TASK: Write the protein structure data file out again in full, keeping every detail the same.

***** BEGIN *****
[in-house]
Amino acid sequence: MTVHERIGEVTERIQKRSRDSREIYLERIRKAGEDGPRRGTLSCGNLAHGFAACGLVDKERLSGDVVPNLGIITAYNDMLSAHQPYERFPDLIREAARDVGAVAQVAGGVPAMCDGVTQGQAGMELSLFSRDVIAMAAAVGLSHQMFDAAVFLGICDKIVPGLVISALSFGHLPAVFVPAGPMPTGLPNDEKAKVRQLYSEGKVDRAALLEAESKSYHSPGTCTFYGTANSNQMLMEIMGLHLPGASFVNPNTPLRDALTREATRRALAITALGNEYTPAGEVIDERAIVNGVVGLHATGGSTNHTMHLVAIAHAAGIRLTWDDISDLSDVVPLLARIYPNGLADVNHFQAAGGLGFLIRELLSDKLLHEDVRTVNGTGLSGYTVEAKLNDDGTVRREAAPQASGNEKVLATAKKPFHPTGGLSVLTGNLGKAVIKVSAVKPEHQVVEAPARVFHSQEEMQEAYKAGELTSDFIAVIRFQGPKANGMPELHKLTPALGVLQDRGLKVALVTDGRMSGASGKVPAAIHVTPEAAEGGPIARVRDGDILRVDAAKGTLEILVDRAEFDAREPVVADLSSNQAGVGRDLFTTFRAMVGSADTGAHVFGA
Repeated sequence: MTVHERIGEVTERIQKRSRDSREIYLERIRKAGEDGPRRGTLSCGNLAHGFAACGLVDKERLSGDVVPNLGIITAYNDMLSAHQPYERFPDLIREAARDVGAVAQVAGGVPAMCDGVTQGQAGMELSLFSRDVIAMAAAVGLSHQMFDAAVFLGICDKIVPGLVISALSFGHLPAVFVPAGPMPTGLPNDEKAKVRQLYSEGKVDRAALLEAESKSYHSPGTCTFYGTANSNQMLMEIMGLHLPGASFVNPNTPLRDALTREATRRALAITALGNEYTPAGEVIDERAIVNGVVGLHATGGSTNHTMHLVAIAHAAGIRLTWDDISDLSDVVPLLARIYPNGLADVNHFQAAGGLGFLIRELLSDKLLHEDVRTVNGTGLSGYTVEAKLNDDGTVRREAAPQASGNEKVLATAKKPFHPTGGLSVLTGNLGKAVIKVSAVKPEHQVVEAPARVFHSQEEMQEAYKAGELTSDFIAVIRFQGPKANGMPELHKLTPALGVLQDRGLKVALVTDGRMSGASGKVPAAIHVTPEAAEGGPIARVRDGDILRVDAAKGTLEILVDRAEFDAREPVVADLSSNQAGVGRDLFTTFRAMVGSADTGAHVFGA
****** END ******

[in-house]
Amino acid sequence: MTVHERIGEVTERIQKRSRDSREIYLERIRKAGEDGPRRGTLSCGNLAHGFAACGLVDKERLSGDVVPNLGIITAYNDMLSAHQPYERFPDLIREAARDVGAVAQVAGGVPAMCDGVTQGQAGMELSLFSRDVIAMAAAVGLSHQMFDAAVFLGICDKIVPGLVISALSFGHLPAVFVPAGPMPTGLPNDEKAKVRQLYSEGKVDRAALLEAESKSYHSPGTCTFYGTANSNQMLMEIMGLHLPGASFVNPNTPLRDALTREATRRALAITALGNEYTPAGEVIDERAIVNGVVGLHATGGSTNHTMHLVAIAHAAGIRLTWDDISDLSDVVPLLARIYPNGLADVNHFQAAGGLGFLIRELLSDKLLHEDVRTVNGTGLSGYTVEAKLNDDGTVRREAAPQASGNEKVLATAKKPFHPTGGLSVLTGNLGKAVIKVSAVKPEHQVVEAPARVFHSQEEMQEAYKAGELTSDFIAVIRFQGPKANGMPELHKLTPALGVLQDRGLKVALVTDGRMSGASGKVPAAIHVTPEAAEGGPIARVRDGDILRVDAAKGTLEILVDRAEFDAREPVVADLSSNQAGVGRDLFTTFRAMVGSADTGAHVFGA
Repeated sequence: MTVHERIGEVTERIQKRSRDSREIYLERIRKAGEDGPRRGTLSCGNLAHGFAACGLVDKERLSGDVVPNLGIITAYNDMLSAHQPYERFPDLIREAARDVGAVAQVAGGVPAMCDGVTQGQAGMELSLFSRDVIAMAAAVGLSHQMFDAAVFLGICDKIVPGLVISALSFGHLPAVFVPAGPMPTGLPNDEKAKVRQLYSEGKVDRAALLEAESKSYHSPGTCTFYGTANSNQMLMEIMGLHLPGASFVNPNTPLRDALTREATRRALAITALGNEYTPAGEVIDERAIVNGVVGLHATGGSTNHTMHLVAIAHAAGIRLTWDDISDLSDVVPLLARIYPNGLADVNHFQAAGGLGFLIRELLSDKLLHEDVRTVNGTGLSGYTVEAKLNDDGTVRREAAPQASGNEKVLATAKKPFHPTGGLSVLTGNLGKAVIKVSAVKPEHQVVEAPARVFHSQEEMQEAYKAGELTSDFIAVIRFQGPKANGMPELHKLTPALGVLQDRGLKVALVTDGRMSGASGKVPAAIHVTPEAAEGGPIARVRDGDILRVDAAKGTLEILVDRAEFDAREPVVADLSSNQAGVGRDLFTTFRAMVGSADTGAHVFGA